BP agrees to record criminal penalties for US oil spill
Wall Street analysts said the deal will allow BP to focus again on oil production, while one U.S. senator from Louisiana said he hoped the settlement would not prevent his state and others from collecting civil penalties.
Investors shrugged off the news, and BP shares listed in New York and London were little changed on the day.
It certainly is an encouraging step, said Pavel Molchanov, oil company analyst with Raymond James. By eliminating the overhang of the criminal litigation, it is another step in clearing up BP's legal framework as it relates to Macondo.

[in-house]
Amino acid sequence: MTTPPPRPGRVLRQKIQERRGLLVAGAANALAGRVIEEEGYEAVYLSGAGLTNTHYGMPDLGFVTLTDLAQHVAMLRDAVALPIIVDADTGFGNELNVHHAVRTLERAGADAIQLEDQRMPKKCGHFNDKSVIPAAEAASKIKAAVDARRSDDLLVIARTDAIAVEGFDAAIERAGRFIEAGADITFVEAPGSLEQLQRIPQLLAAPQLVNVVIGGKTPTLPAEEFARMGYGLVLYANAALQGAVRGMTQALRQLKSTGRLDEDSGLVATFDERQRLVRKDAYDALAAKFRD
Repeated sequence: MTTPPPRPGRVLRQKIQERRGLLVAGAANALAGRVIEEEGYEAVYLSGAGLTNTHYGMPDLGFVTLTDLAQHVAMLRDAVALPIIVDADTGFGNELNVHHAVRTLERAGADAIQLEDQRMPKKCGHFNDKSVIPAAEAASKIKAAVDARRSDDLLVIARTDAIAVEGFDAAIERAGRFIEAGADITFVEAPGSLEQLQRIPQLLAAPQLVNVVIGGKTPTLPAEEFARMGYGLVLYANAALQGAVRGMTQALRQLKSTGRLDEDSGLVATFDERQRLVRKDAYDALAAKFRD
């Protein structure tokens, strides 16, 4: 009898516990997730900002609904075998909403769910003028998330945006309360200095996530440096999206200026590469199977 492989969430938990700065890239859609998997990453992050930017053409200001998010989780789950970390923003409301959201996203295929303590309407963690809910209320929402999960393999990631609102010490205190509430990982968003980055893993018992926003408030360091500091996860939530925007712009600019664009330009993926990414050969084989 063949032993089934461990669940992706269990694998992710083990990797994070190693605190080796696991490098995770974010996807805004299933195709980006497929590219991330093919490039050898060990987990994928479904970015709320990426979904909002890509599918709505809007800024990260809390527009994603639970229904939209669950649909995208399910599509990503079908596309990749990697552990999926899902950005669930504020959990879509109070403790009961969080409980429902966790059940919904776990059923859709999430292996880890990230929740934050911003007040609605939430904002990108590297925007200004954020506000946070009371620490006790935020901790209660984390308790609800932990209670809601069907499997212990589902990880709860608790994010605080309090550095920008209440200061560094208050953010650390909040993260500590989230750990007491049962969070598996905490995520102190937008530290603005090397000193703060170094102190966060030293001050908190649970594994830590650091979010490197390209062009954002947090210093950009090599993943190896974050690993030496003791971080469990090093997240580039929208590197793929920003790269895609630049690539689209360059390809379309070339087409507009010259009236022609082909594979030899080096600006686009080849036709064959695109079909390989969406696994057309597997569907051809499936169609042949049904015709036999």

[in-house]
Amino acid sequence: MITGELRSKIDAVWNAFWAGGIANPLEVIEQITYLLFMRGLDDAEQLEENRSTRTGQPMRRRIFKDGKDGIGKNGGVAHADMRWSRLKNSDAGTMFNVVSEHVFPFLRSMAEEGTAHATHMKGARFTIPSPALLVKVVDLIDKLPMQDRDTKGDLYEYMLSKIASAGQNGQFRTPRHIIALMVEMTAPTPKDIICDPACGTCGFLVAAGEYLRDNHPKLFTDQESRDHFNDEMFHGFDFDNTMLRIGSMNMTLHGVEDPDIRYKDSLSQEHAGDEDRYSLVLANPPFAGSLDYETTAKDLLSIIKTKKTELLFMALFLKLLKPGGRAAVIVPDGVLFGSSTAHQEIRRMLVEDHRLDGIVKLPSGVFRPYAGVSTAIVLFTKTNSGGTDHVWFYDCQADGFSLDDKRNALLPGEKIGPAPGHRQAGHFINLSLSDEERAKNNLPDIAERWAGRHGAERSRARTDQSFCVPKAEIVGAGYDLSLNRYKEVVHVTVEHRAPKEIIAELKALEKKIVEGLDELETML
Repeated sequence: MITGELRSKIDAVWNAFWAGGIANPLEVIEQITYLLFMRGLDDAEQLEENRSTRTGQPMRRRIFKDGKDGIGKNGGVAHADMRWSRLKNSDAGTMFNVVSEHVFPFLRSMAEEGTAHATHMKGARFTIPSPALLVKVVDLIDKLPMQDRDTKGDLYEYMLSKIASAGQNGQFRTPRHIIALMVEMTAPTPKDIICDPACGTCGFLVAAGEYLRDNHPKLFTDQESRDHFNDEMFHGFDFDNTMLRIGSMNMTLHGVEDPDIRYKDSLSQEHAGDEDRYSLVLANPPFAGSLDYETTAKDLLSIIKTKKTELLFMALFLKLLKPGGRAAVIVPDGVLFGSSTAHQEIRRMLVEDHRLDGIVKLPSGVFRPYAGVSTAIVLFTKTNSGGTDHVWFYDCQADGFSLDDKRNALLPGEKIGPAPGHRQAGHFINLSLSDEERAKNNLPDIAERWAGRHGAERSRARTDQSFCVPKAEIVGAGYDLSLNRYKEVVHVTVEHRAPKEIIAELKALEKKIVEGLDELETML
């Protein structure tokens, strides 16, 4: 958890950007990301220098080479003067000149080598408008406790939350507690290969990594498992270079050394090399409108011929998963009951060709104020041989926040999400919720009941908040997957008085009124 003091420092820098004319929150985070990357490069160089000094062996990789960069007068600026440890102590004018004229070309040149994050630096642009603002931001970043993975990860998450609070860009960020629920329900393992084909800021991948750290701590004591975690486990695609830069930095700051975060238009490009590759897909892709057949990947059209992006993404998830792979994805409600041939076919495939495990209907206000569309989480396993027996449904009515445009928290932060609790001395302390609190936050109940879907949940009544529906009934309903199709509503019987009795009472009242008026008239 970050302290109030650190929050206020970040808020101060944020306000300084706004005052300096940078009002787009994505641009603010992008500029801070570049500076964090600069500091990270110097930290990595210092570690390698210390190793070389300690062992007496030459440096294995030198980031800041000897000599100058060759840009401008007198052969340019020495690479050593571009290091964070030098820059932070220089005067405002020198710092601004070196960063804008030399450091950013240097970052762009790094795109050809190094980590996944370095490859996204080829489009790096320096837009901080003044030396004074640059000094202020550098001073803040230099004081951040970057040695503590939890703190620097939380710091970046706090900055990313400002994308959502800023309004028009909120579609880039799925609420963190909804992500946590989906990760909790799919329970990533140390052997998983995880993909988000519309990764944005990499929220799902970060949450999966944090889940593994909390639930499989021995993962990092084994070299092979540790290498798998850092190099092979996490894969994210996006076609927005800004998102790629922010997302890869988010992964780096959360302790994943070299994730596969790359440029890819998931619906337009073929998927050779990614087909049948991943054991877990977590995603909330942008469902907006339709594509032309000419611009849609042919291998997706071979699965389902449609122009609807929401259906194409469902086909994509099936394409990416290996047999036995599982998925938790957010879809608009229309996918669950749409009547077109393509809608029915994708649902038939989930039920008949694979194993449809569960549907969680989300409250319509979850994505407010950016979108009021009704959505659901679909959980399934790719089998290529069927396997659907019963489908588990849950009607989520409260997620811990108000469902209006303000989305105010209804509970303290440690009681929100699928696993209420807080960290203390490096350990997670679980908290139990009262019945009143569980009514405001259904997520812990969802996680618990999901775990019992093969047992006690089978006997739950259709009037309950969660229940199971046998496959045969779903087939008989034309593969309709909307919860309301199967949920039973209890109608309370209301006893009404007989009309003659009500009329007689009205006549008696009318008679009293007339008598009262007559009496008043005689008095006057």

The disaster has dragged BP from second to a distant fourth in the ranking of top Western oil companies by value.
With these unprecedented criminal penalties assessed, I urge the Obama administration to be equally aggressive in securing civil monies that can help save our Louisiana coast through other avenues, Louisiana Senator David Vitter said in a statement. I certainly hope they didn't trade any of those monies away just to nail this criminal scalp to the wall.
Larry Schweiger, president of the National Wildlife Federation, called the settlement a good down payment on what BP should ultimately pay, which the environmental group argues is tens of billions of dollars more.
BP said the payments
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